NBA: How the West became so much better than the East

OAKLAND, CA - JUNE 12: Stephen Curry
OAKLAND, CA - JUNE 12: Stephen Curry /

The Western Conference is so much better than its East counterparts, and it’s going to stay this way for the foreseeable future

It has been said that the richest one percent of Americans own 90 percent of the country’s wealth.

In the NBA, the Western Conference is now the one percent. Last year, the conference went 246-204 against the East. Nine of the league’s All-NBA players hailed from the West along with 90 percent of the All-Defensive team.

That was before three perennial all-stars headed in the direction of the setting sun. Paul Millsap, Paul George and Jimmy Butler each changed conferences, padding the talent difference between two conferences. Yes, Gordon Heyward moved to the East. But that hardly muzzles his new conference’s talent exodus.

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The talent difference is so striking, ESPN effectively argued that the second tier players in the West are more talented than the East’s best squad.  The point isn’t farfetched. According to the network’s ranking system, LeBron James, Giannis Antetokounmpo and Kyle Lowry are the only top 20-caliber players left in the conference.

Fourteen of the 16 best players, according to ESPN, are in the East. In case you were wondering, Butler was ranked 11 and George 13.

The East’s average ranking, according to ESPN’s list is 24.9. By comparison, the 13-24 best players in the West averaged a ranking of 23.8. That includes Millsap at 19.

Even if we turn to a more objective measureable, the West dominates the East in a landslide. James led the NBA in real plus-minus last year. Butler, now in the West, was third. The next highest Eastern Conference player is Giannis Antetokounmpo at 11. Millsap, now with Denver, finished the year 16 in the category. Otto Porter Jr. (18) and Jae Crowder (20) are the only other two in the top 20.

To put talent difference in perspective, Nate Silver’s FiveThirtyEight compared the West’s dominance of now to yester-years. Two things are clear; the West has been better than the East for a long time and it’s way more talented now.

The East last claimed superiority during the Jordan era. The league’s superstars almost entirely played in the West during the early 2000s (think Kobe, Shaq, Duncan, Garnett, Dirk) while the talent shifted slightly when Dwyane Wade, Chris Bosh and Dwight Howard rose to prominence later in the decade.

But now, LeBron nearly stands alone. And for the first time, 22 of the league’s 30 best players live in one conference.

How did we reach this point? Is it possible that elite players just don’t want to play in the same conference as LeBron? I think there is a more reasonable answer.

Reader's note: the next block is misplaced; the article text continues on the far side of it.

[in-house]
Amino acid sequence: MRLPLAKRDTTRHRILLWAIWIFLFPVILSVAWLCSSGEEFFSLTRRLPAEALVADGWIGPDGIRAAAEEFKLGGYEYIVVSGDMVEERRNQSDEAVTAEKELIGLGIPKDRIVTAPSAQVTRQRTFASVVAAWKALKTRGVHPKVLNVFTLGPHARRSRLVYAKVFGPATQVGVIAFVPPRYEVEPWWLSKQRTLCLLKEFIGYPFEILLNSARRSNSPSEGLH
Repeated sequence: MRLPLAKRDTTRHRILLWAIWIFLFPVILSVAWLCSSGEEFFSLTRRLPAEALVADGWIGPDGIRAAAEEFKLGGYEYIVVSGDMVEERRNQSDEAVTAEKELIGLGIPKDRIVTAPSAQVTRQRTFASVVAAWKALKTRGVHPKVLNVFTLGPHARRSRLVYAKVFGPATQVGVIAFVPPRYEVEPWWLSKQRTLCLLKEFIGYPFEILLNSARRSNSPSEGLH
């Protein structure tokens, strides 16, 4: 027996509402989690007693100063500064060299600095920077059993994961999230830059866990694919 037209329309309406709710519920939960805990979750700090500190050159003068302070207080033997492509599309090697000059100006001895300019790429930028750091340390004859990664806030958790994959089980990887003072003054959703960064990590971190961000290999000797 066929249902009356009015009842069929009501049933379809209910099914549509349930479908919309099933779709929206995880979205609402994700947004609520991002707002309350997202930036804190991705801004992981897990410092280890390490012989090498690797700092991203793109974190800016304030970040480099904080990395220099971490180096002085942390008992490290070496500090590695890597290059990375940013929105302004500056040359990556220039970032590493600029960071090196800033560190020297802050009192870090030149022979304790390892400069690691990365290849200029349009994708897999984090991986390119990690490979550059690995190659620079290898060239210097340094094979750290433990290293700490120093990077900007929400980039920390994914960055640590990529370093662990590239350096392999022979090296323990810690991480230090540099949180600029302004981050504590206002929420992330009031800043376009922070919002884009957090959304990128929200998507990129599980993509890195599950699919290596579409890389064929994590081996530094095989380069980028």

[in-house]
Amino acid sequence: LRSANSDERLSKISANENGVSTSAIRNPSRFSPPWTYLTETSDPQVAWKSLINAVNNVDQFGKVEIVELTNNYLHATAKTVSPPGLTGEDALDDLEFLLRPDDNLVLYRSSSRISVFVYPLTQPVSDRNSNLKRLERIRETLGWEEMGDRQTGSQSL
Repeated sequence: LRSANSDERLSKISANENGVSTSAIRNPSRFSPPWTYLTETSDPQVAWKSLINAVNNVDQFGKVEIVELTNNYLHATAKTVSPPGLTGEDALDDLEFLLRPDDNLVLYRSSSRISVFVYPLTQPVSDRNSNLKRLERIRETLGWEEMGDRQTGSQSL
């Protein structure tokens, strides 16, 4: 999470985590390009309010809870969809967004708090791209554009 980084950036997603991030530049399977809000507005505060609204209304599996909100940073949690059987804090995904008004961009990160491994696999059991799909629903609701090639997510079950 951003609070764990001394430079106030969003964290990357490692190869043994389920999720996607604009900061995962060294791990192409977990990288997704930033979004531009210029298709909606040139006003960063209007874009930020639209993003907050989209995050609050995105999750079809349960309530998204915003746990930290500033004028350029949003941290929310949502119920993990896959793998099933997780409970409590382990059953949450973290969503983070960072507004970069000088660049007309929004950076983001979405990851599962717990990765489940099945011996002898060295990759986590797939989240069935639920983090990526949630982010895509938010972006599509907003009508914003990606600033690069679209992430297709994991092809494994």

First and least notable, prominent East coaches utilize systems conducive to team, not superstar, basketball. Atlanta’s Mike Budenholzer uses a free-flowing style of offense that counters contemporary defenses by employing quick passes and pick-and-rolls. But it doesn’t center around one position or player, valuing team cohesiveness over star prowess.

Similarly, Brad Stevens is known for developing a past-first offense that only recently adjusted to fit the offensive aptitude if Isaiah Thomas. The Pacers, at their high point, were known for their team defense under Frank Vogle. Likewise were the Bulls, under Tom Thibodeau. Along with the Wizards and Raptors, these four franchises are the most consistently successful, non-LeBron teams in the East over the past decade. And each values team basketball over individualism.

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  • So it makes sense that stars were more likely found out West.

    The NBA is star-driven league and the stars want to play with each other. It take one star to attract another. And here is the second and most significant point; over the last 10 years, two teams executed draft purges the landed them unparalleled talent. Both of them are in the West.

    The first of the two teams was the Seattle/Oklahoma City franchise. In 2007, the team selected Kevin Durant with its No. 1 pick. A year later, Russell Westbrook and in 2009, James Harden. Even though the trio split before their potential materialized, each stayed in the Western Conference.

    Golden State executed the second of the two draft purges, bagging Stephen Curry, Klay Thompson and Draymond Green within a span of four years. Each of those four stayed with the Warriors, forming a super team with Durant.

    So, seven of the league’s top 20-ish players was drafted by two teams over a seven-year span. In other words, Thunder General Manager Sam Presti and Warriors GM Bob Myers combined to, at one point, draft 35 percent of the league’s top talent. All of that talent currently plays in the Western Conference.

    With a strong base of stars accumulated through smart player evaluation and drafting, the West has been able to hold on to the league’s best players. Chris Paul decided play with Houston because of James Harden. If an East team had Harden, Paul may have ended up there. Durant only left the Thunder to play with another elite team, the Warriors.

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    And then there is Paul George, leaving the Indiana Pacers to team up with an established star in OKC. His options in the East were limited.

    It’s possible an Eastern Conference team can put together a draft run of its own. The Philadelphia 76ers are trying to and there is other, young talent scattered across the east. But when you think of team’s with high upside, Minnesota, Los Angels Lakers, Phoenix, Denver…most them are out west. Which means high league disparity may exist for years to come.